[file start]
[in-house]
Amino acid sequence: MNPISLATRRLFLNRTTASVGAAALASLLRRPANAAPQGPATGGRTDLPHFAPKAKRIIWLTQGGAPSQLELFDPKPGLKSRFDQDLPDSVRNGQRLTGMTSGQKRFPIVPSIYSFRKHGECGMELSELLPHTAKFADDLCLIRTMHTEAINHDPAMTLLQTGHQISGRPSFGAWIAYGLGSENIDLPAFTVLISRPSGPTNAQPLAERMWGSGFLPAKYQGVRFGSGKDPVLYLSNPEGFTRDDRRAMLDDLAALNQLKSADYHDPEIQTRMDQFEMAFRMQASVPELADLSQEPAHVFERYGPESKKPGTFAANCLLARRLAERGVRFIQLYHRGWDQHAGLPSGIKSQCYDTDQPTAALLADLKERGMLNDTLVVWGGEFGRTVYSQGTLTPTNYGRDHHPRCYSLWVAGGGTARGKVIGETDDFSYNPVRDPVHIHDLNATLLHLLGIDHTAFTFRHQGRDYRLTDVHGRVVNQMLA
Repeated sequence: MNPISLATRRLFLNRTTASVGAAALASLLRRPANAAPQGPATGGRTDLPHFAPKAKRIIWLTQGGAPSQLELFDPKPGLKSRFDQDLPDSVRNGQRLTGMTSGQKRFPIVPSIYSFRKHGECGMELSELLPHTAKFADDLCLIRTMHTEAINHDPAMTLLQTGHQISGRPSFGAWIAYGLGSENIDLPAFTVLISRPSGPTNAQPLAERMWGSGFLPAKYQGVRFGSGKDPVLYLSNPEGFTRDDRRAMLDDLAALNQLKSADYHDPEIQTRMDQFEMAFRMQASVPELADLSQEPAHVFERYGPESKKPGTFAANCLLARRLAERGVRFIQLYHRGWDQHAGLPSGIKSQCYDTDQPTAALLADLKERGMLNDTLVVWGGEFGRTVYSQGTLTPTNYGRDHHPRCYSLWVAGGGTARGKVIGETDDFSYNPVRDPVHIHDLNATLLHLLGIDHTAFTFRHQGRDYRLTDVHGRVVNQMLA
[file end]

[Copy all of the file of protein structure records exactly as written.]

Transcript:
[in-house]
Amino acid sequence: MNPISLATRRLFLNRTTASVGAAALASLLRRPANAAPQGPATGGRTDLPHFAPKAKRIIWLTQGGAPSQLELFDPKPGLKSRFDQDLPDSVRNGQRLTGMTSGQKRFPIVPSIYSFRKHGECGMELSELLPHTAKFADDLCLIRTMHTEAINHDPAMTLLQTGHQISGRPSFGAWIAYGLGSENIDLPAFTVLISRPSGPTNAQPLAERMWGSGFLPAKYQGVRFGSGKDPVLYLSNPEGFTRDDRRAMLDDLAALNQLKSADYHDPEIQTRMDQFEMAFRMQASVPELADLSQEPAHVFERYGPESKKPGTFAANCLLARRLAERGVRFIQLYHRGWDQHAGLPSGIKSQCYDTDQPTAALLADLKERGMLNDTLVVWGGEFGRTVYSQGTLTPTNYGRDHHPRCYSLWVAGGGTARGKVIGETDDFSYNPVRDPVHIHDLNATLLHLLGIDHTAFTFRHQGRDYRLTDVHGRVVNQMLA
Repeated sequence: MNPISLATRRLFLNRTTASVGAAALASLLRRPANAAPQGPATGGRTDLPHFAPKAKRIIWLTQGGAPSQLELFDPKPGLKSRFDQDLPDSVRNGQRLTGMTSGQKRFPIVPSIYSFRKHGECGMELSELLPHTAKFADDLCLIRTMHTEAINHDPAMTLLQTGHQISGRPSFGAWIAYGLGSENIDLPAFTVLISRPSGPTNAQPLAERMWGSGFLPAKYQGVRFGSGKDPVLYLSNPEGFTRDDRRAMLDDLAALNQLKSADYHDPEIQTRMDQFEMAFRMQASVPELADLSQEPAHVFERYGPESKKPGTFAANCLLARRLAERGVRFIQLYHRGWDQHAGLPSGIKSQCYDTDQPTAALLADLKERGMLNDTLVVWGGEFGRTVYSQGTLTPTNYGRDHHPRCYSLWVAGGGTARGKVIGETDDFSYNPVRDPVHIHDLNATLLHLLGIDHTAFTFRHQGRDYRLTDVHGRVVNQMLA